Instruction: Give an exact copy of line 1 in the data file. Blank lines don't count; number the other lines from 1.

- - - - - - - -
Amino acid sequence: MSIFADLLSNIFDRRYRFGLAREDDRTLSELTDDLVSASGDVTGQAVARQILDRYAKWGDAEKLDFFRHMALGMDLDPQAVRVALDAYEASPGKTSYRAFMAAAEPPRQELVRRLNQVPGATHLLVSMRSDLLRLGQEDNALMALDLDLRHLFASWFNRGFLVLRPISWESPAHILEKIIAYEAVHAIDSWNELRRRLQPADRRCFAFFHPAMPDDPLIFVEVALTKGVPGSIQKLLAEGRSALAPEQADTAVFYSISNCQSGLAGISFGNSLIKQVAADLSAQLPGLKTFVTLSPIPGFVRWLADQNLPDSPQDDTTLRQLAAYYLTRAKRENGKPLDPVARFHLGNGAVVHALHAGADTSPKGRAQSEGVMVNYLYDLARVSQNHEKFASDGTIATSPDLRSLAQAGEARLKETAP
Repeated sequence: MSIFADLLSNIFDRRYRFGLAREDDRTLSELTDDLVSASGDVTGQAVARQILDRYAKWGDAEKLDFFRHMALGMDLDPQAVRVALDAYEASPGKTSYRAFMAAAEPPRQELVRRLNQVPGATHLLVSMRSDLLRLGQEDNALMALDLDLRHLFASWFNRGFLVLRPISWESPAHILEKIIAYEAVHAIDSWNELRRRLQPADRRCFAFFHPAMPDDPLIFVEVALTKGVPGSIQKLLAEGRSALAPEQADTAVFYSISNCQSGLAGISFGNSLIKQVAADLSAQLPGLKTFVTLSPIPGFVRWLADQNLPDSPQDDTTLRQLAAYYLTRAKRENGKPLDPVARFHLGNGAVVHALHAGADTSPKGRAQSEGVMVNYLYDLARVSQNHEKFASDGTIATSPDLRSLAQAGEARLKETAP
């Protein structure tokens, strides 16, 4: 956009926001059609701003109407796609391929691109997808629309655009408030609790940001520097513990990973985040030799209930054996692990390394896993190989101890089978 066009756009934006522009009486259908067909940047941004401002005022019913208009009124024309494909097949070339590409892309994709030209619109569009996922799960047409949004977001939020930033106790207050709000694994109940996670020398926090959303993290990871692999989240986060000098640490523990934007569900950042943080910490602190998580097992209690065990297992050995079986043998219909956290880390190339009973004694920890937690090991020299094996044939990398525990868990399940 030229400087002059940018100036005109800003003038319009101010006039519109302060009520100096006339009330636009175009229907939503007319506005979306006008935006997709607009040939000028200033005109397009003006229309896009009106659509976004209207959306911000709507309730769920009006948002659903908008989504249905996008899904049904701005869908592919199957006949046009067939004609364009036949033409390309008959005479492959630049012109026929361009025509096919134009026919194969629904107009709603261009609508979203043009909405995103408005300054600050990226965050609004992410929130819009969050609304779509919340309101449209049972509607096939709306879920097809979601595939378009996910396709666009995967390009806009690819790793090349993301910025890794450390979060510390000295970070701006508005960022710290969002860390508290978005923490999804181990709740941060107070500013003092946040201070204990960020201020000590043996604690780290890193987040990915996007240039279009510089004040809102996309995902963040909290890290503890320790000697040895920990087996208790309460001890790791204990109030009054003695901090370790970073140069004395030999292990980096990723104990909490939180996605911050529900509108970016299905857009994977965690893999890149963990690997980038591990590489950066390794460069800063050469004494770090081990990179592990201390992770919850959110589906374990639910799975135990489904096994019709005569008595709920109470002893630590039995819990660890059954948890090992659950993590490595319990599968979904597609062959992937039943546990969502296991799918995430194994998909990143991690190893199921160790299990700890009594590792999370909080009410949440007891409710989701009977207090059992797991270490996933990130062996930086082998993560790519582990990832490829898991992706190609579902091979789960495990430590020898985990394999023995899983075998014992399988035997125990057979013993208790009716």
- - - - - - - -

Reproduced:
Amino acid sequence: MSIFADLLSNIFDRRYRFGLAREDDRTLSELTDDLVSASGDVTGQAVARQILDRYAKWGDAEKLDFFRHMALGMDLDPQAVRVALDAYEASPGKTSYRAFMAAAEPPRQELVRRLNQVPGATHLLVSMRSDLLRLGQEDNALMALDLDLRHLFASWFNRGFLVLRPISWESPAHILEKIIAYEAVHAIDSWNELRRRLQPADRRCFAFFHPAMPDDPLIFVEVALTKGVPGSIQKLLAEGRSALAPEQADTAVFYSISNCQSGLAGISFGNSLIKQVAADLSAQLPGLKTFVTLSPIPGFVRWLADQNLPDSPQDDTTLRQLAAYYLTRAKRENGKPLDPVARFHLGNGAVVHALHAGADTSPKGRAQSEGVMVNYLYDLARVSQNHEKFASDGTIATSPDLRSLAQAGEARLKETAP